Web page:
Music downloads mean no free wireless

A confusing title perhaps, but let me explain. BT are currently trying to convince people to open up their wireless routers so that the UK becomes a huge wi-fi zone. Very commendable, especially when a lot of their accounts are bandwidth-limited, so if some guy sat in a car outside your 2-up/2-down decided to leach Lost Season 3 on BitTorrent, your downloads are crippled or chargeable for the month thereafter…

The illegal download thing comes in again with this case in the US where a woman has been charged £108,000 for downloading 20 songs. Bizarrely, the case hinged around the fact that she made them availabl for download, so it wasn’t so much how she got the songs – it was what she did with them afterwards. The prosecuting lawyer said she broke the law by making them available, she maintains it was an accident and she knew nothing about it.

So, folks, lock up your CDs. If you leave them lying on a table then someone could copy them and you’re looking at a twenty grand fine for each track that someone else steals. Well, that’s te loiv they’re following.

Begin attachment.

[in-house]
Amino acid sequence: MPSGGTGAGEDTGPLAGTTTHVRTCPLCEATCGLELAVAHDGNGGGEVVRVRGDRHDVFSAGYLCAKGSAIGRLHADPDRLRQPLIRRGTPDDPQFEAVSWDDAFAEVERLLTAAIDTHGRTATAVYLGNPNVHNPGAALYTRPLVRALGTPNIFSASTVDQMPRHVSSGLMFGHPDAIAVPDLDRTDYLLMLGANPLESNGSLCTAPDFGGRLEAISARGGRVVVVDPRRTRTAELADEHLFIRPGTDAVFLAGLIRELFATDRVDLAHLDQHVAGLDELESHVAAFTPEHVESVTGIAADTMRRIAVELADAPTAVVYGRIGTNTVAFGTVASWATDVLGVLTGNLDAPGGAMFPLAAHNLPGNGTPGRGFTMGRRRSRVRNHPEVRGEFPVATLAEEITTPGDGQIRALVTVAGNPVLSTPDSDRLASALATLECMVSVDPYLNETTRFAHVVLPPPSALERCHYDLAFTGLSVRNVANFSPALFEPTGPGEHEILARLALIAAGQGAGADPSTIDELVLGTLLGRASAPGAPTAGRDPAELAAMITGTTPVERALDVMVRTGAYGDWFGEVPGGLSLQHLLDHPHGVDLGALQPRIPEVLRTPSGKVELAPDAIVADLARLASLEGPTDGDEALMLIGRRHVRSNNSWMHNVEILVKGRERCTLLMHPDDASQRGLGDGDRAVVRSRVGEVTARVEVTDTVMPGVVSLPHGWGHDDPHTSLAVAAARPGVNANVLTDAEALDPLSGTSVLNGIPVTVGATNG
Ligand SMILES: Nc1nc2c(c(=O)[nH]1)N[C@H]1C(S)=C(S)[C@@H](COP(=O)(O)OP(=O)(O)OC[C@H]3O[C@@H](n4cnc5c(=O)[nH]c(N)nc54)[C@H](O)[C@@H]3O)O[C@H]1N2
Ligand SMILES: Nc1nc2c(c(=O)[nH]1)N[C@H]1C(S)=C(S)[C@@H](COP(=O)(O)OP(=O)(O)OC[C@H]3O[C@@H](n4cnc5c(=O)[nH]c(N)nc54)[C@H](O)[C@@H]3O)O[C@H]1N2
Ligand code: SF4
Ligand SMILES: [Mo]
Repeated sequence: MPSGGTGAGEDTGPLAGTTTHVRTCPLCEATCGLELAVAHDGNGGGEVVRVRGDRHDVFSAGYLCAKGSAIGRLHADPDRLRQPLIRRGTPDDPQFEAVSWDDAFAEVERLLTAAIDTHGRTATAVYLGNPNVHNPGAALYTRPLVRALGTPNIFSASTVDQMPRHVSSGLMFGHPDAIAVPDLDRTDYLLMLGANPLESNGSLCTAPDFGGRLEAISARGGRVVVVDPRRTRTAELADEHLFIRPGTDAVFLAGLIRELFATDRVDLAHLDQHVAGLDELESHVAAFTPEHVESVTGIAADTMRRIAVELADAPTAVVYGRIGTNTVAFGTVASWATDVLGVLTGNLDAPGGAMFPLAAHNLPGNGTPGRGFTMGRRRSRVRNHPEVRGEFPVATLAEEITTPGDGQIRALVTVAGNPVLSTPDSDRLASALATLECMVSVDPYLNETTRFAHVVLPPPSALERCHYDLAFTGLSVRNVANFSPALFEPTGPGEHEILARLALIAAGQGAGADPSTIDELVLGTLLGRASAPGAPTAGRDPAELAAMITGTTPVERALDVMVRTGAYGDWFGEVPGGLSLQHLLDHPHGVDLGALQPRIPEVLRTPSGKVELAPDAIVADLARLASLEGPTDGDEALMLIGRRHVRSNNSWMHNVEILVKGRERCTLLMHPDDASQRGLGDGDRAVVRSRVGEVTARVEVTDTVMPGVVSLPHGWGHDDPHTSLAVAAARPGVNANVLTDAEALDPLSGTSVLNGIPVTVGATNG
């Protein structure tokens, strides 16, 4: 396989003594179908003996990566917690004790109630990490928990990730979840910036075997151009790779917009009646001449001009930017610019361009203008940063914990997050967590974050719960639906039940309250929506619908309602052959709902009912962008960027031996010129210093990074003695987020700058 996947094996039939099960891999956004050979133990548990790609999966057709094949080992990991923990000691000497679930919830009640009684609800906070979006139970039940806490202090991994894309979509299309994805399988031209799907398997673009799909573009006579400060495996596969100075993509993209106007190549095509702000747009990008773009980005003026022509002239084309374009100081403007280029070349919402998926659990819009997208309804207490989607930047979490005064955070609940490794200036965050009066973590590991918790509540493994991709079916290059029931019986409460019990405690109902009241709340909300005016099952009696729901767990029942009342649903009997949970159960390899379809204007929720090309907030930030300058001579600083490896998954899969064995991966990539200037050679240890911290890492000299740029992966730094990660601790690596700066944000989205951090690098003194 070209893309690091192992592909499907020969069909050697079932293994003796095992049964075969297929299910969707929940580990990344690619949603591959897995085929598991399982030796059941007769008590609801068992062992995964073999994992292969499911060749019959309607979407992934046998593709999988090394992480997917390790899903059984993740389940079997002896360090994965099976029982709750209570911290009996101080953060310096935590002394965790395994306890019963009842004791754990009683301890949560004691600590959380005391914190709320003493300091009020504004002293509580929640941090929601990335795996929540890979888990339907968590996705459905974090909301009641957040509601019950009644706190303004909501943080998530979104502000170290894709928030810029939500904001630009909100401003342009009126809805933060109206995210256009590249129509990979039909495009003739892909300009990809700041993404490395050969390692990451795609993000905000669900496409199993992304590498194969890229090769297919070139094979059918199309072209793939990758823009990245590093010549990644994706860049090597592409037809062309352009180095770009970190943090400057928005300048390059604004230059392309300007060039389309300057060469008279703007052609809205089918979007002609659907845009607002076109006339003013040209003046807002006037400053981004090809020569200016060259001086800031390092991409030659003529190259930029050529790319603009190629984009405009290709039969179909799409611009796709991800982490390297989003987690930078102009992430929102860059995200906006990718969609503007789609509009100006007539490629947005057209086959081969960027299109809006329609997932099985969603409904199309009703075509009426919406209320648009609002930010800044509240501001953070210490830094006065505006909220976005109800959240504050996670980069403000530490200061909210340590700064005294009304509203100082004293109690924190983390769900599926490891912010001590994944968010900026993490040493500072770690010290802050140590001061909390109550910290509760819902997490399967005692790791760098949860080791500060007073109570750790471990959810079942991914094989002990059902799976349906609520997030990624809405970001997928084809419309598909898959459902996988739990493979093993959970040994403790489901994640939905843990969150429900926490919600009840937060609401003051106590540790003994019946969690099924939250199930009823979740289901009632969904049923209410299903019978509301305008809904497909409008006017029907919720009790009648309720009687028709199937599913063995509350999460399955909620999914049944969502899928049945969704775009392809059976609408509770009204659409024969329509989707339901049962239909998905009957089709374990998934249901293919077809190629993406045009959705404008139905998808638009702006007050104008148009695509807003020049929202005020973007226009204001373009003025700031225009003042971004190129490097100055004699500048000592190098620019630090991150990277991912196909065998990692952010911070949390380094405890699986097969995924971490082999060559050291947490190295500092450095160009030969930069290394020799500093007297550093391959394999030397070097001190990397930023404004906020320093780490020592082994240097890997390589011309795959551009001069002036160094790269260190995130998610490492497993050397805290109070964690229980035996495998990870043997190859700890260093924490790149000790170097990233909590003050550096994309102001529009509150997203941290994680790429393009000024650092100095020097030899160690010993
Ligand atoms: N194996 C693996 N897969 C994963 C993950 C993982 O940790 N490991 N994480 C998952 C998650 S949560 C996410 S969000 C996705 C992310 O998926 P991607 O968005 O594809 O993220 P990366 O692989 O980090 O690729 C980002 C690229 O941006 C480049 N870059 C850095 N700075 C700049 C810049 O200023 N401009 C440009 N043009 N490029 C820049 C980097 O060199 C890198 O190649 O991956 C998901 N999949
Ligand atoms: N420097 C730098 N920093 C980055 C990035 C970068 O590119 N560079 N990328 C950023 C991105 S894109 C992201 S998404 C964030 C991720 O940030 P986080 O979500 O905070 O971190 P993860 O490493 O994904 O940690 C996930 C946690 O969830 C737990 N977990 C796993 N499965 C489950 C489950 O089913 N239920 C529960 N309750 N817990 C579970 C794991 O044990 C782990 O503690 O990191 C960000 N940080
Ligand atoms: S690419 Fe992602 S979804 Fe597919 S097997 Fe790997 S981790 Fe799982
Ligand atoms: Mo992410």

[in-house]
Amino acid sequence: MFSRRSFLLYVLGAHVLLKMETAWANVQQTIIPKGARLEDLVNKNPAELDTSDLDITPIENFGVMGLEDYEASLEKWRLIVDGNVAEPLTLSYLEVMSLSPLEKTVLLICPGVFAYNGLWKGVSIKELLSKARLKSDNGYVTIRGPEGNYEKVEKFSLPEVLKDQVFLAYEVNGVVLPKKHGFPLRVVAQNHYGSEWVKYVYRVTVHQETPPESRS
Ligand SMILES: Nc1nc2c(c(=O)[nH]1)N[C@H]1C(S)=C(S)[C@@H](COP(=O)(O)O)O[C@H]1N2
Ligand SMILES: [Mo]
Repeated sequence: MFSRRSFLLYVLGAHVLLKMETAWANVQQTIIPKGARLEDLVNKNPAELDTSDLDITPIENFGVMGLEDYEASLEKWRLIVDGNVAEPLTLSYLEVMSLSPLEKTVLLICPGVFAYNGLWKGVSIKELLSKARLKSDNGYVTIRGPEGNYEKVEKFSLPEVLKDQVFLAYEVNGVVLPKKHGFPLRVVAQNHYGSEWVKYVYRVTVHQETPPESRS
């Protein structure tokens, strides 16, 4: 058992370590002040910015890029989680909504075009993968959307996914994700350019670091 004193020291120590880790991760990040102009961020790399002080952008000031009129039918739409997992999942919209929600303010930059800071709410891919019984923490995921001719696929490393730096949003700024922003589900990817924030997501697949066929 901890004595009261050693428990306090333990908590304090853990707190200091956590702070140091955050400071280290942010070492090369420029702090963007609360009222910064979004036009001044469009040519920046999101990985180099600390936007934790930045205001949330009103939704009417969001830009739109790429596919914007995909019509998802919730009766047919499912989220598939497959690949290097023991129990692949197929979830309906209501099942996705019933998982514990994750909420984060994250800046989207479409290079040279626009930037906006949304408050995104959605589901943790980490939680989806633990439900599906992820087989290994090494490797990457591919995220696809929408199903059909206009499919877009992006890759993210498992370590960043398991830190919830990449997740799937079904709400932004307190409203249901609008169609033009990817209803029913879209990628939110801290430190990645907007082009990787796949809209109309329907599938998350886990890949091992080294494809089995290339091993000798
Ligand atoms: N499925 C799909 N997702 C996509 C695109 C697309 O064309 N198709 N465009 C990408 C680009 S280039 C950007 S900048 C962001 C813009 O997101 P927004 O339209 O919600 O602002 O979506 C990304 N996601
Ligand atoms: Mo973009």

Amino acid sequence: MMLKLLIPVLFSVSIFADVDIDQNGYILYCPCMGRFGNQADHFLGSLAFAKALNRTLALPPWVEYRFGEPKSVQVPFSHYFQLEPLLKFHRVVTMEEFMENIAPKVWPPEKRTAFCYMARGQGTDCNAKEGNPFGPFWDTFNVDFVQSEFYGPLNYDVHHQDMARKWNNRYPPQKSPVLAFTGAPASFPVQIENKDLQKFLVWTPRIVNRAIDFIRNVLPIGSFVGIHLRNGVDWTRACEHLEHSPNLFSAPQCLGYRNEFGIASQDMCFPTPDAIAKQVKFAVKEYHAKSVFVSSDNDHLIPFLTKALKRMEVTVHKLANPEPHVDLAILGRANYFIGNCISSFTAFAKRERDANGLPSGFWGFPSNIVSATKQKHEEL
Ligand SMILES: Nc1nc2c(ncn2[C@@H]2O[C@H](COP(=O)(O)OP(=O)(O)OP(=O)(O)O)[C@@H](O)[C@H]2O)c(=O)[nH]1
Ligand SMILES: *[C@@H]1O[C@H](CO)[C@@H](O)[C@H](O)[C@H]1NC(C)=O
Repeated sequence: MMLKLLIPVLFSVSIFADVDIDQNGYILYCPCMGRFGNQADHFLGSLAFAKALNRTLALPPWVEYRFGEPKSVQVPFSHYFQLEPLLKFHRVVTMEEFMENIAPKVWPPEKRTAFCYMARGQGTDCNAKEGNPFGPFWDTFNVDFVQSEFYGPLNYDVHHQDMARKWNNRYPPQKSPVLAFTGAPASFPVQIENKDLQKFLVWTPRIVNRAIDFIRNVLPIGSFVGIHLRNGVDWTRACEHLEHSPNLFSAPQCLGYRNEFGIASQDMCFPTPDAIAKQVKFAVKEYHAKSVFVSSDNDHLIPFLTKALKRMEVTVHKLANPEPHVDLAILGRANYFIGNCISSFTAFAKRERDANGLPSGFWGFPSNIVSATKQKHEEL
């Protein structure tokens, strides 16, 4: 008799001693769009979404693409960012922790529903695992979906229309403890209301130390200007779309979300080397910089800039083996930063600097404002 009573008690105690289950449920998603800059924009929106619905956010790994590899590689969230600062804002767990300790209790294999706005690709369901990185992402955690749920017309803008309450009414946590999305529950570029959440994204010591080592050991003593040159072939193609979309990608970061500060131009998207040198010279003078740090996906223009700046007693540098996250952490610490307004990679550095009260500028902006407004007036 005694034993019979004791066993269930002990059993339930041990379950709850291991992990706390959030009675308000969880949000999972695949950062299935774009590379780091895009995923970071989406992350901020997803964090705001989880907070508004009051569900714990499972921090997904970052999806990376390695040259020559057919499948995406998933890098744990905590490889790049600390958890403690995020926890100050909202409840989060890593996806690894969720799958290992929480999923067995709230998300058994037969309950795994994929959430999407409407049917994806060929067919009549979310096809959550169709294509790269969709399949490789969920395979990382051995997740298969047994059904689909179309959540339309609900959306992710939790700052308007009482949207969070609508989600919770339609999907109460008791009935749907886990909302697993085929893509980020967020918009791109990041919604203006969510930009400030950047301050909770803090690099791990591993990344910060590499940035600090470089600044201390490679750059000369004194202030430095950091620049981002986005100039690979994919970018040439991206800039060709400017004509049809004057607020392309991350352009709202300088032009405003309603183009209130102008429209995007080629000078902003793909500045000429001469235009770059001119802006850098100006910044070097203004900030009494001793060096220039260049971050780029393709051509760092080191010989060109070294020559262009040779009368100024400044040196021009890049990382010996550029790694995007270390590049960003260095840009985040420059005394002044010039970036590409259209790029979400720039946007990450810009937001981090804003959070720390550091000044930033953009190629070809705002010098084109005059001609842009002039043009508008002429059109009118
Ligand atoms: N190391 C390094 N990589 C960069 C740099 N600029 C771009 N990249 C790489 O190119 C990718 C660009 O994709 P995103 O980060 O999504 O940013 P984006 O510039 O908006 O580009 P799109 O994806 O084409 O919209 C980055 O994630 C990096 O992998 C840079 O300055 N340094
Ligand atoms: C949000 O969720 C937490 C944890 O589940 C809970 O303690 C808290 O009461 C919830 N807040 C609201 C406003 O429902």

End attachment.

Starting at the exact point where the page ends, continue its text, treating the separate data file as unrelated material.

OK, so how does this relate to the BT story? Simple – if someone else uses your router (no matter how “secure” a portion of it is and regardless of a logon being needed), any illegal activity goes back to your IP address. Child porn downloads, Torrents, hosting of pirated films… by the ruling in that court case, it’s your responsibility. The two clash completely. OK, you have the defense that it wasn’t your computer so you had no control, but it’s your responsibility and the music lawyers seem to have started a nice precedent for “guilty until proved guilty”.

2 thoughts on “Music downloads mean no free wireless”

  1. I love the idea though – if everyone does it, then everyone has plausible deniability. There is no assurance that just because you have a DSl line that you ever use it – you will use whichever router gives you the best signal, and so will all your neighbours, so it balances out.

    Plausible deniability can only be a good thing.

    Equally, wide open access to the net anywhere in the country can only be a good thing. As a roamer you can’t argue with that.

  2. Oh, as a roamer, it rules. I’ve used the system they’re proposing in Europe and – though the connections are throttled so you can’t abuse bandwidth – it’s superb for checking email etc.

    Still, it does leave you wide open if the cops knock on the door. It flies against everything the government are trying to do. Such as send someone round to look over your shoulder at what you’re downloading in case you get upset or something. Wankers.

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